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TABLE 1 Sequence-Based Methods Method TargetScan(S)

SM √

4,34–37

FBE √ ( ) √

√

DIANA-microT40

SAE

CT √ √

√

miRanda41 PicTar43 PITA48

√

√

√

√

CS √ ( )

Cb

√

√

√ √

The predictions methods are based on the following features: SM, seed match; FBE, free binding energy; SAE, site accessibility energy; CT, conserved targeting; CS, Context Score; Cb, combinatorial regulation of multiple miRNAs. TargetScan uses either CS or CT as score, where CT is computed for individual target sites as probability PCT rather than used as a binary filter as in other programs. Moreover, the CS and Cb only partially account for some of the confounding effects including target abundance (‘dilution effect’) and miRNA interaction in the form of synergistic or competitive regulation, respectively.

TABLE 2 Expression-Based Methods Methods 31

TargetScore

GenMiR27,52–54 BayesPro30

BM √

PanMiRa71

TA

Act

PO

TB √

√

VI √

MCMC

EB √

SS

√

√

√ √

MLR60,94,62 ProMISe32

LS

√

√

√

√ √

√

√

√

TargetScore: inferred target posterior based on Bayesian Gaussian mixture model (another similar method exists28 ); GenMiR: generative model of miRNA; BayesPro: Bayesian model using protein output; MLR: multivariate linear regression; ProMISe: probabilistic miRNA-mRNA interaction signature; PanMiRa: Pan-cancer miRNA association; BM: Bayesian method; LS: least squares; TA: trans-acting factors that affect target mRNA level (e.g., RNA saturation effect, RISC availability, copy number variation, DNA methylation, etc.); Act: inferring miRNA activities; PO: using protein output as response; TB: transfection-based model; VI: variational inference; MCMC: Markov chain Monte Carlo or sampling methods; EB: empirical Bayes; SS: sample-specific miRNA-mRNA relationships.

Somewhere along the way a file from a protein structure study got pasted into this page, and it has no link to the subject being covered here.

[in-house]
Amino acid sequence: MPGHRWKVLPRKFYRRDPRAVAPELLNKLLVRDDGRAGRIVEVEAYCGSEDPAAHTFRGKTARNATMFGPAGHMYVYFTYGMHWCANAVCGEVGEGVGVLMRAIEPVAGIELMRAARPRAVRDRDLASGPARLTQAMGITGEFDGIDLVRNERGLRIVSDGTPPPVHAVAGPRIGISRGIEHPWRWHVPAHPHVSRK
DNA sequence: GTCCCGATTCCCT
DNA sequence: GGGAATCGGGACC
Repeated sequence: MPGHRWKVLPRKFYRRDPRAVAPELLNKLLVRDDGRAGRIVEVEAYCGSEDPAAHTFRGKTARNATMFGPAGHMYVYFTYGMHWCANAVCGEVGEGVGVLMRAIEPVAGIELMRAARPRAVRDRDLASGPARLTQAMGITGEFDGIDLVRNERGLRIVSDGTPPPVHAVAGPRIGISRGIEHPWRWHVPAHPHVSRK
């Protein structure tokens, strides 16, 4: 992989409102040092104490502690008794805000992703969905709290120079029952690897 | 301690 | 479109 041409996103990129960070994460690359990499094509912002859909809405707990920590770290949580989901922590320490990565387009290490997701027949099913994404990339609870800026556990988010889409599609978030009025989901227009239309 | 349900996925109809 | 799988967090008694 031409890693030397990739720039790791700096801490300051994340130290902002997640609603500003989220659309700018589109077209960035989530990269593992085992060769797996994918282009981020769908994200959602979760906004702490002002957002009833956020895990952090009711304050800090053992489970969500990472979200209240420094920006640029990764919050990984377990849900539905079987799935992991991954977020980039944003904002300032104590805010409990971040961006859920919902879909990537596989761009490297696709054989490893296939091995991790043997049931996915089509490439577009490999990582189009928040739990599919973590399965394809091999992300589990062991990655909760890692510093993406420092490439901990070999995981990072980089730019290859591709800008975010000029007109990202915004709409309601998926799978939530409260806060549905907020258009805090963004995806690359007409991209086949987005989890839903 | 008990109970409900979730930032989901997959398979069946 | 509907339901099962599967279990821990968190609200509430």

TABLE 3 Network-Based Method to Detect miRNA Regulatory Modules

Seed match 5′ – [ORF]

Method

Algorithm